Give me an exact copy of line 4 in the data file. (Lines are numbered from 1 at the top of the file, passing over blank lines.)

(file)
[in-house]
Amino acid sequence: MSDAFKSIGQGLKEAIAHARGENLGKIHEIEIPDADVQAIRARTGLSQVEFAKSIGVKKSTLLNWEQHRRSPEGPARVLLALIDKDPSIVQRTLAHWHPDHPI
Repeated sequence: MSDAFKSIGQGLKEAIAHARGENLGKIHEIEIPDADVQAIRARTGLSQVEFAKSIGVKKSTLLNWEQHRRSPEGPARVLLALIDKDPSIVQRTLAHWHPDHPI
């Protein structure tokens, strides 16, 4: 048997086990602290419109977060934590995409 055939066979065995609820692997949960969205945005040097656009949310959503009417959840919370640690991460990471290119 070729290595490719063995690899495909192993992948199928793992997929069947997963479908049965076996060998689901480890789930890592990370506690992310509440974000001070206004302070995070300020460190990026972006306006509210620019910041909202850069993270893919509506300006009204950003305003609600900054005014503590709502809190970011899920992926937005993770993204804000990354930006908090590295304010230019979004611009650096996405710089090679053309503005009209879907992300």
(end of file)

């Protein structure tokens, strides 16, 4: 048997086990602290419109977060934590995409 055939066979065995609820692997949960969205945005040097656009949310959503009417959840919370640690991460990471290119 070729290595490719063995690899495909192993992948199928793992997929069947997963479908049965076996060998689901480890789930890592990370506690992310509440974000001070206004302070995070300020460190990026972006306006509210620019910041909202850069993270893919509506300006009204950003305003609600900054005014503590709502809190970011899920992926937005993770993204804000990354930006908090590295304010230019979004611009650096996405710089090679053309503005009209879907992300």